CATHERINE BERTINI: Well, it’s been less primarily for what we call the non-food items. In representing the Secretary-General, who wanted us to make a very strong statement about the needs, we found that the biggest needs were in these nonfood items, and that donors weren’t coming forth as much as they might to help provide drilling equipment, water purification, health care and vaccinations and basic, basic health items. And this is critical. Why exactly I don’t know. But we’re appealing to donors to be very generous.
MARGARET WARNER: There are reports that Ethiopia’s border war with Eritrea, which it’s been waging for a couple of years, spends about a million dollars a day by most estimates on the war has made some countries, particularly some European countries, reluctant to give a lot of aid, because they say, well, money is fungible, and the Ethiopian government is wasting all this money on this war. How much of a factor is that? How much does that complicate your effort?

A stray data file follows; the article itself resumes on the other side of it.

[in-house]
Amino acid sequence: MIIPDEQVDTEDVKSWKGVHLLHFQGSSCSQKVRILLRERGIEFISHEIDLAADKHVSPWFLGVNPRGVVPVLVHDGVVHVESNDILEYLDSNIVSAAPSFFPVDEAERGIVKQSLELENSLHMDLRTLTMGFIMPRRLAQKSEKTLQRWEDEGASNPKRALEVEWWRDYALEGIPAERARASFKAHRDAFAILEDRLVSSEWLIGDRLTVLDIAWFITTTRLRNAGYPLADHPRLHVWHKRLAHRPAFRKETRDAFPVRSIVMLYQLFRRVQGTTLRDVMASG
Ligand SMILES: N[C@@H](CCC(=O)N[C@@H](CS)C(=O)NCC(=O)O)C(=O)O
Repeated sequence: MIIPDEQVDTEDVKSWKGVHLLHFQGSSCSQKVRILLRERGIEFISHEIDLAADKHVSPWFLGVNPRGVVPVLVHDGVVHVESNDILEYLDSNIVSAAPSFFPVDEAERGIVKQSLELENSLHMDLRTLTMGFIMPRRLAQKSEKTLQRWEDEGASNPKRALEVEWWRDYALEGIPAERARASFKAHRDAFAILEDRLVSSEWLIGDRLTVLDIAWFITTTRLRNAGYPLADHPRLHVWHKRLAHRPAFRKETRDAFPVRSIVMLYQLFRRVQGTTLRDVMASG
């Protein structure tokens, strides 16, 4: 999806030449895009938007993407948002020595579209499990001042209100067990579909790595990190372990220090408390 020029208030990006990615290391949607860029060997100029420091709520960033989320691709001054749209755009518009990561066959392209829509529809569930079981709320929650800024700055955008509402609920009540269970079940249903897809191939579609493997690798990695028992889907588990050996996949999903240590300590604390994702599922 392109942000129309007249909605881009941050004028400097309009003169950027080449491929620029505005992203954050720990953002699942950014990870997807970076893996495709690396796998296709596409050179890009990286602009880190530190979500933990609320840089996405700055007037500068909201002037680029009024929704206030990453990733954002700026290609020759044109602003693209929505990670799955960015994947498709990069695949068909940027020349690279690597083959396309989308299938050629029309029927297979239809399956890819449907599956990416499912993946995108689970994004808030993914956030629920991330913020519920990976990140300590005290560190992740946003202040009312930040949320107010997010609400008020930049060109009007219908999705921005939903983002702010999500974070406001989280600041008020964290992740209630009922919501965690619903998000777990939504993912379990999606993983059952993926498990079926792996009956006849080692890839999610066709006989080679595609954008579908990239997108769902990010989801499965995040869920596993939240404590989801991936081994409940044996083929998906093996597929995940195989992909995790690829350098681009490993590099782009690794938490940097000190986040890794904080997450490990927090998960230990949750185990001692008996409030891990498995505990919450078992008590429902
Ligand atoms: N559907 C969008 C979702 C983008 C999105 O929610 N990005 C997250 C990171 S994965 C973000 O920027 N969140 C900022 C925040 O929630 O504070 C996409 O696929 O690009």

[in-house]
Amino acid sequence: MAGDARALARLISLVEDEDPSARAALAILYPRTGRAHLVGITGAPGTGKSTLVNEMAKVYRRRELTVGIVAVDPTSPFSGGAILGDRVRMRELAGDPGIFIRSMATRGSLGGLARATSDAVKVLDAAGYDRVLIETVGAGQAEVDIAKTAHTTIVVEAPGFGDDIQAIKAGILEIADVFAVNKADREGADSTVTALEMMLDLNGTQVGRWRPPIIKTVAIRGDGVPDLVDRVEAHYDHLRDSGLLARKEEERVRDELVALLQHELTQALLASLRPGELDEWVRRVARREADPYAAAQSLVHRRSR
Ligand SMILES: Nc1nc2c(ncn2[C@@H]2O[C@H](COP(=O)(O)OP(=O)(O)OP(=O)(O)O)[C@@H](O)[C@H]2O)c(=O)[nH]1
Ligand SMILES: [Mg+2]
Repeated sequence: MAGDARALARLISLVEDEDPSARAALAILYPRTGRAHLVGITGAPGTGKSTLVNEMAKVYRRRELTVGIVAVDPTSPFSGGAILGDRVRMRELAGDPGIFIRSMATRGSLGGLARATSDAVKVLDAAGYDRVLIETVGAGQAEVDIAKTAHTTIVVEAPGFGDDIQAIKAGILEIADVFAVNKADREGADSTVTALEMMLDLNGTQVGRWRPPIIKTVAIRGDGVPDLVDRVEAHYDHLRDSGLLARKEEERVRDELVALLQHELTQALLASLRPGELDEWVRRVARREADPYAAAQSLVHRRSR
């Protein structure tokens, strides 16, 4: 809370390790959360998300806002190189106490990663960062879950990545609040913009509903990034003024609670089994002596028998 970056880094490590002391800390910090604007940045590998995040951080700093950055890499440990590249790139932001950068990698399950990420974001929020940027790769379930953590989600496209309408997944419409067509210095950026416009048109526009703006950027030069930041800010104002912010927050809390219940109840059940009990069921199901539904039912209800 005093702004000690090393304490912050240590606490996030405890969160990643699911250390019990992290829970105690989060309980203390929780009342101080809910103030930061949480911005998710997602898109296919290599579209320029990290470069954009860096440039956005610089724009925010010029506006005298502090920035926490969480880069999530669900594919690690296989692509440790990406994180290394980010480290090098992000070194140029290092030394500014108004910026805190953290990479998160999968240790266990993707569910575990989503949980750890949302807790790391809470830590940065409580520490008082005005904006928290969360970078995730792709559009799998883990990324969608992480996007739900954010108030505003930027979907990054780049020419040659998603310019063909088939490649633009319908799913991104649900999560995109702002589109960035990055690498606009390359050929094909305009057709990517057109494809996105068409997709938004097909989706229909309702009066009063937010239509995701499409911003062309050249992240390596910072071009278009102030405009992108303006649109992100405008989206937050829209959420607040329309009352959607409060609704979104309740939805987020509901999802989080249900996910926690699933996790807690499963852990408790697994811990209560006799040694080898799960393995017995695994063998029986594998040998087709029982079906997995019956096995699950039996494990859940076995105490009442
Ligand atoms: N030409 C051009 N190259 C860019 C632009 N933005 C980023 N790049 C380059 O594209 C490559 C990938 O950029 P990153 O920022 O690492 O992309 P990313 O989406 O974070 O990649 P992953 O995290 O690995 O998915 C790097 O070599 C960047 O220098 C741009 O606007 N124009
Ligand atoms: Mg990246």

CATHERINE BERTINI: Countries have said that they don’t want to give development aid to Ethiopia, some countries have said this, because of the war. But we are fortunate that on the humanitarian side every major donor takes the position that we have to keep people alive, and that when we see people suffering and people dying, which is unacceptable in this world, that if we have the means to do something about it, we must. We must help keep people alive, and we don’t have the luxury of deciding whether or not we like what the government is doing. If we did make decisions on that basis, unfortunately there would be millions of people dying throughout the world for lack of food. We can’t let that happen, and fortunately the governments agree, including the U.S., who has contributed about 50 percent of the total need so far.
MARGARET WARNER: Can you guarantee – are you being asked to guarantee and can you guarantee — that the food or nonfood aid, the trucks aren’t being diverted to the war effort?